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George Floyd

Derek Chauvin jury verdict live online: George Floyd Death Trial | Deliberation, possible charges...

The jury has reached a verdict in the trial of Derek Chauvin, charged with the murder of George Floyd that prompted millions to protest police brutality

Jury deliberation begin in the trial of Derek Chauvin, the officer charged with the murder of George Floyd that prompted millions to protest police brutality.

Throughout the three-week trial in the case of Derek Chauvin, the jury heard from forty-five witnesses, including medical experts, police leadership, George Floyd’s friends and family, and witnesses at the scene. On 19 April, jury deliberation began in the trial after both the prosecution and defense rested their cases in one of the most closely followed legal cases in recent history. The jury will have to decide whether Mr. Chauvin is innocent or guilty of second-degree unintentional murder, third-degree murder, or second-degree manslaughter, which carry a maximum sentence of forty, twenty-five, or ten years in prison, respectively.

What were the final arguments made by the prosecution?

The State used their time for closing arguments to reiterate what medical experts, police leaders, and witnesses said in their testimony. The prosecution's closing argument lasted nearly two hours and covered many of the critical moments of the trial.

Specifically, the prosecutor, Mr. Schleicher, walked the jury through video footage of Mr. Floyd’s arrest leading up to the point where Mr. Chauvin knelt on Mr. Floyd’s neck for over nine minutes. Mr. Schleicher also used his time to restate the findings of the medical experts, including the medical examiner who ruled Mr. Floyd’s death a homicide after completing his autopsy.

The State also reminded the jury of comments made by police leadership, including Minneapolis police chief Medaria Arradondo’s statement that what he saw in the video evidence did not comply with police policy and violated the “ethics and values” of the department.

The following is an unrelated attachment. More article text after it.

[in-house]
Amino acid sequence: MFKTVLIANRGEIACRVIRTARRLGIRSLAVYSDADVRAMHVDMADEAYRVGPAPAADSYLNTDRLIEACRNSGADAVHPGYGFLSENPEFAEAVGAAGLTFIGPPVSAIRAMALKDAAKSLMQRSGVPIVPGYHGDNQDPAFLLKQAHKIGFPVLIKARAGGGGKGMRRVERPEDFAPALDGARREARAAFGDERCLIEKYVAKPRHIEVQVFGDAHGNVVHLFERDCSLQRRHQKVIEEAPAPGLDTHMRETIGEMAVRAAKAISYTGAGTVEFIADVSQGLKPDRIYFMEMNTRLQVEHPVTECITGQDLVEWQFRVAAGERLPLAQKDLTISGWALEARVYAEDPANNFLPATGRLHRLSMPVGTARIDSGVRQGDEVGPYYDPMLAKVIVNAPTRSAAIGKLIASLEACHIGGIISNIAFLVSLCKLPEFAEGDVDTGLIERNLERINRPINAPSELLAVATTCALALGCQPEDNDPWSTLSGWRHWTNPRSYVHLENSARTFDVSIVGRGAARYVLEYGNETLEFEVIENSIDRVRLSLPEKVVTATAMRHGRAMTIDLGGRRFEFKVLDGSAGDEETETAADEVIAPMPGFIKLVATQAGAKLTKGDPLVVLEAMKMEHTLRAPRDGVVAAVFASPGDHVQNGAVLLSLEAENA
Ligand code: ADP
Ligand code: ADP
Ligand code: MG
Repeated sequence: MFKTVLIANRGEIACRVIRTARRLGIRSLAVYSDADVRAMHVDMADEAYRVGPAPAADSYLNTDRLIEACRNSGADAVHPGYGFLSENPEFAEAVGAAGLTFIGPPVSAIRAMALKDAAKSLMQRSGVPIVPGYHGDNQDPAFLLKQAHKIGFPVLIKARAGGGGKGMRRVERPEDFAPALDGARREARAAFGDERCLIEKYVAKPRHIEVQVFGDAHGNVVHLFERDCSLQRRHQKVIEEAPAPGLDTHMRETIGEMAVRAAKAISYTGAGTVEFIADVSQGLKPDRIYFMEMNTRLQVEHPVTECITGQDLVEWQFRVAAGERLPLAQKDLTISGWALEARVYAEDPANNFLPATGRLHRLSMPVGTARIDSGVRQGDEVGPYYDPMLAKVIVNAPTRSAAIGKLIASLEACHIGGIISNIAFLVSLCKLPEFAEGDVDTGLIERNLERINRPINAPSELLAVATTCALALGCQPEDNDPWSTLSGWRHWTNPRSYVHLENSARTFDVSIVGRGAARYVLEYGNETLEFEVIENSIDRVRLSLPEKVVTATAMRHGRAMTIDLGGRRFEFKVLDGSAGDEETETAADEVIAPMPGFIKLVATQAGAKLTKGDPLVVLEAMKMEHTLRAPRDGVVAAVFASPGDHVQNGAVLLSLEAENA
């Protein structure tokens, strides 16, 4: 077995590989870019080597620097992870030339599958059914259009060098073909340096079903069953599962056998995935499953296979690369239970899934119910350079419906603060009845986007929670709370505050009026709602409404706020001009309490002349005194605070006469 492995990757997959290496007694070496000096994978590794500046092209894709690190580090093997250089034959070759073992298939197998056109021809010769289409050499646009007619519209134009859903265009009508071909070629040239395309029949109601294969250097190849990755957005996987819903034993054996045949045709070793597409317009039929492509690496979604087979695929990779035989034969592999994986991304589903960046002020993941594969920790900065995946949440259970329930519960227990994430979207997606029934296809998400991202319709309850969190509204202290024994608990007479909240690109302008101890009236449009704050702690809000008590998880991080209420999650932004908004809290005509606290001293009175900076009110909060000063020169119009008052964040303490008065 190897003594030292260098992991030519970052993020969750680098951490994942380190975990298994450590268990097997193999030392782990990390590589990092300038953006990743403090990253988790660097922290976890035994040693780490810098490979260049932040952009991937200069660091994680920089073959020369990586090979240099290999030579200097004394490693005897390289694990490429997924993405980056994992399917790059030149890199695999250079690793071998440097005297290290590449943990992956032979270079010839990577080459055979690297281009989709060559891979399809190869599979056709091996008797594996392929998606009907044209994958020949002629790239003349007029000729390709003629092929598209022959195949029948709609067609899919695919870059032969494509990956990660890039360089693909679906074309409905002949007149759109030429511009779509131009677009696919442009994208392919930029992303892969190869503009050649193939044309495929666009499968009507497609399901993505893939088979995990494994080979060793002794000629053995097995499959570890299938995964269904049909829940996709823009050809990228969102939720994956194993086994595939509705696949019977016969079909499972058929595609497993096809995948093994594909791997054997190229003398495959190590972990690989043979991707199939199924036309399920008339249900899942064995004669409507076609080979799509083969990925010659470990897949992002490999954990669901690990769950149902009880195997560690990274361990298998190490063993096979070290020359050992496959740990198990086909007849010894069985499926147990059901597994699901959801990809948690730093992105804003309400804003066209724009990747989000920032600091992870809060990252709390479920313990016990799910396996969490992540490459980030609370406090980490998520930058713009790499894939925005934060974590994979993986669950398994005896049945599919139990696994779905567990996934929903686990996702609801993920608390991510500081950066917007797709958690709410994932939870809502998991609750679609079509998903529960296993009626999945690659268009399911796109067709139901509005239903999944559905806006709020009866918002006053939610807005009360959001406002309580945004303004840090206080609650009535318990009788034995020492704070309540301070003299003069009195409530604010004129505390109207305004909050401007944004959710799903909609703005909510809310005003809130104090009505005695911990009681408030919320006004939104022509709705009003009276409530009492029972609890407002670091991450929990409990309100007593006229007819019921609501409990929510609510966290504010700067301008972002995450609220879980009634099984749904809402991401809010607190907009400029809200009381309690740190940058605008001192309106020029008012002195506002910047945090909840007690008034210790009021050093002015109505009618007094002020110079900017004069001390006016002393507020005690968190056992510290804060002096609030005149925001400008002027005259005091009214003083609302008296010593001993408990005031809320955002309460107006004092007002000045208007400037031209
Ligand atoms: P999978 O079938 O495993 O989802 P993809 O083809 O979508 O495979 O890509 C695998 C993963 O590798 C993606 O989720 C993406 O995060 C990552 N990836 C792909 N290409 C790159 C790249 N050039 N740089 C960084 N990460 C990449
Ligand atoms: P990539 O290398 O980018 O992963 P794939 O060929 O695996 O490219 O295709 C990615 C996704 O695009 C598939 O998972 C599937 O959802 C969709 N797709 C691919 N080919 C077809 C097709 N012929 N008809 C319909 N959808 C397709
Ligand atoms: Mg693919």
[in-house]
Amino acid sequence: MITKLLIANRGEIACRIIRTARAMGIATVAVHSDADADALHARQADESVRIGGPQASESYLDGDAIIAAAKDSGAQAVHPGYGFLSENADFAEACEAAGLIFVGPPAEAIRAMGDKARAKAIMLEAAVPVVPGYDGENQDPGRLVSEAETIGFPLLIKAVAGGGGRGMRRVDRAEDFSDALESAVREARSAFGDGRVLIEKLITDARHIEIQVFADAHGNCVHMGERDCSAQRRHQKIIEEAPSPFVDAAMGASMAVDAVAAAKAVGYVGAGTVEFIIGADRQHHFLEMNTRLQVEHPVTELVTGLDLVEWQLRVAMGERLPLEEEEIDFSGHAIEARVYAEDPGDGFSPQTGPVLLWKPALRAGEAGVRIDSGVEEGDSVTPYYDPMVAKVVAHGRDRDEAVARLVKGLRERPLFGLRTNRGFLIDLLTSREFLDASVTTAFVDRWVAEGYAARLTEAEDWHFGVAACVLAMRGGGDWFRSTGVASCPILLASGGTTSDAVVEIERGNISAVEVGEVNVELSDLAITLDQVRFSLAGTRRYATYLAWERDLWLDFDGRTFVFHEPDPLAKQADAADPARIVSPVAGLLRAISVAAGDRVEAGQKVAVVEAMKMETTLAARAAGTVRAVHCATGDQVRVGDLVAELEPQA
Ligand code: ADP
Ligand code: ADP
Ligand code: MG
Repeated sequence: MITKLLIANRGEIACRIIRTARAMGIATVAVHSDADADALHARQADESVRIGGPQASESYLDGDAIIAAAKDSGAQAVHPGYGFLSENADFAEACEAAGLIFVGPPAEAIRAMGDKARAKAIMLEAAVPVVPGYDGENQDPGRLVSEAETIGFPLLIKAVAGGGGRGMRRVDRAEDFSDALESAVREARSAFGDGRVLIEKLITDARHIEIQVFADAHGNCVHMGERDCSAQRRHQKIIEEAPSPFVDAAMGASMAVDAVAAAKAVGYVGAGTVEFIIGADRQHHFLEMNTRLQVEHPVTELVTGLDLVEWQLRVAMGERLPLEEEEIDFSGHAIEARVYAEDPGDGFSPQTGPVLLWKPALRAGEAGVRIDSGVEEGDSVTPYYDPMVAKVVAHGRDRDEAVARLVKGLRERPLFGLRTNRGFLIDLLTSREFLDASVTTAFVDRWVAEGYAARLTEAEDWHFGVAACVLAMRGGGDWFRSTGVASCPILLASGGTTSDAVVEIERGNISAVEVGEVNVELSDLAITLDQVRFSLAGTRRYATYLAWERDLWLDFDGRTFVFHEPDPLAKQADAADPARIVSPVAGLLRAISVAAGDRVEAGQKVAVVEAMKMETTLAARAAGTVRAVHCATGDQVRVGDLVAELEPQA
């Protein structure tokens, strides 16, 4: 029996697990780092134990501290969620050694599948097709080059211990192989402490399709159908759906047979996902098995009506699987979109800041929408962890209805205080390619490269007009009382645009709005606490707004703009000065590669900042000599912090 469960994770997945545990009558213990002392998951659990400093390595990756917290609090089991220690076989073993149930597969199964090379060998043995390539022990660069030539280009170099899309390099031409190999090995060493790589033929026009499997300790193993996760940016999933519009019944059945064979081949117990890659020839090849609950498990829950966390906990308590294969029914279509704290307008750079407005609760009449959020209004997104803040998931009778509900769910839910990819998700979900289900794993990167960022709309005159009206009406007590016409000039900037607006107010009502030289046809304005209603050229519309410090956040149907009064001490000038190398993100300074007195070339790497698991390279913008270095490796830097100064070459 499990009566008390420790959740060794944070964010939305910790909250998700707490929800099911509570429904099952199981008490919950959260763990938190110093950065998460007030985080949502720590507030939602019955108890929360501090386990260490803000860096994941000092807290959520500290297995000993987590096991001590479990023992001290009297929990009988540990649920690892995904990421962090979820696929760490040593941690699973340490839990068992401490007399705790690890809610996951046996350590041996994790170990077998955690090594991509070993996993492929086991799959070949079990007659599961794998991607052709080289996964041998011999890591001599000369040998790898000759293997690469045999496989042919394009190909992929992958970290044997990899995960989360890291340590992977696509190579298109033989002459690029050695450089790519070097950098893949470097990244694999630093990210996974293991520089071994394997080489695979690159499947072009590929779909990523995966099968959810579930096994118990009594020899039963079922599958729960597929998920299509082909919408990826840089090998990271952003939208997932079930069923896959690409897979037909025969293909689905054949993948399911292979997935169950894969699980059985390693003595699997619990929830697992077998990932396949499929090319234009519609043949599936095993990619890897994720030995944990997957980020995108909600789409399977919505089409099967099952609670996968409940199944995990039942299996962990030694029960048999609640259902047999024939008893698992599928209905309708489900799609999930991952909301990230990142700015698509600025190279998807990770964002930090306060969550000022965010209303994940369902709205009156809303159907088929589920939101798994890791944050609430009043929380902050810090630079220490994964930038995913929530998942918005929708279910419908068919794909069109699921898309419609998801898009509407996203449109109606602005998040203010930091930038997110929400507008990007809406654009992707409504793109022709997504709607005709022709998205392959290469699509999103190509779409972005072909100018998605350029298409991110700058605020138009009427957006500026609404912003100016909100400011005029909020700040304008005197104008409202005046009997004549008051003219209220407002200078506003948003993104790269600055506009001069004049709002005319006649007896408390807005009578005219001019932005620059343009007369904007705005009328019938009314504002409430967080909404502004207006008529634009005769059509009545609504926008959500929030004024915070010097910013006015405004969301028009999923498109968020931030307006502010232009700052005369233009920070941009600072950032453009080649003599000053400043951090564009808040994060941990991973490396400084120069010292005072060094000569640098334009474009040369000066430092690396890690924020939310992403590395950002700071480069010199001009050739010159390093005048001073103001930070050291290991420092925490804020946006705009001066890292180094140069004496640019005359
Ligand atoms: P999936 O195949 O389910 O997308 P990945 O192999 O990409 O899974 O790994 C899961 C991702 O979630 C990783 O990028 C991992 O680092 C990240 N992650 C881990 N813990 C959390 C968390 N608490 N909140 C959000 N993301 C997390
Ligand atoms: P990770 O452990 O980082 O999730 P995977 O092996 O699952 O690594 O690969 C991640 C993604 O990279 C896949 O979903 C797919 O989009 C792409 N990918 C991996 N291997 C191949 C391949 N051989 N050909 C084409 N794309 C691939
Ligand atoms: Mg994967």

While closing his remarks, the prosecution told the jury that they are the only ones with “the power to convict the Defendant of these crimes, and in so doing declare that this Use of Force was unreasonable, it was excessive.”

What were the final arguments made by the defense?

Defense attorney, Eric Nelson, spoke for close to three hours during his closing remarks, restating the case he had laid out before the court. Throughout the trial, Mr. Nelson had tried to move the focus away from the nine-minute and twenty-nine-second video that prompted widespread protests around the world, saying, “The use of force is an incredibly difficult analysis. You can’t limit it to nine minutes and 29 seconds.” Mr. Nelson believed that “all information has to be taken” into account, including the “17 minutes before that nine minutes and 29 seconds.”

To bolster their argument and sow doubt in the case made by prosecutors, the defense focused on aspects of the case, including why the officers thought the level of force used was justified saying that Mr. Floyd was “large [...] and possibly under the influence of alcohol or something else.”

In defending his client, Mr. Nelson urged the jury to look at the case from the perspective of a police officer and “take into account that officers are human beings, capable of making mistakes in highly stressful situations.” The defense lawyer acknowledged that the footage shown before the court was “unattractive” and reminded the jury that “Reasonable police officers are aware when they're using force that sometimes what they're doing does not look good to the general public.” Making this point is critical to the defense’s cases because they argued that optics have little to do with determining whether or not the use of force was justifiable beyond a reasonable doubt.

How long will the jury have to deliberate?

Closing arguments wrapped up relatively late on Monday, 19 April, giving the jury only one hour to deliberate until being sent home. Before releasing the jury for deliberation, Judge Peter Cahill reminded the jury that their decision should not be based on “bias, prejudice, passion, sympathy or public opinion.”

Until a decision is made, the jury will deliberate from 9 AM to 9 PM CDT and may go through the weekend if necessary.


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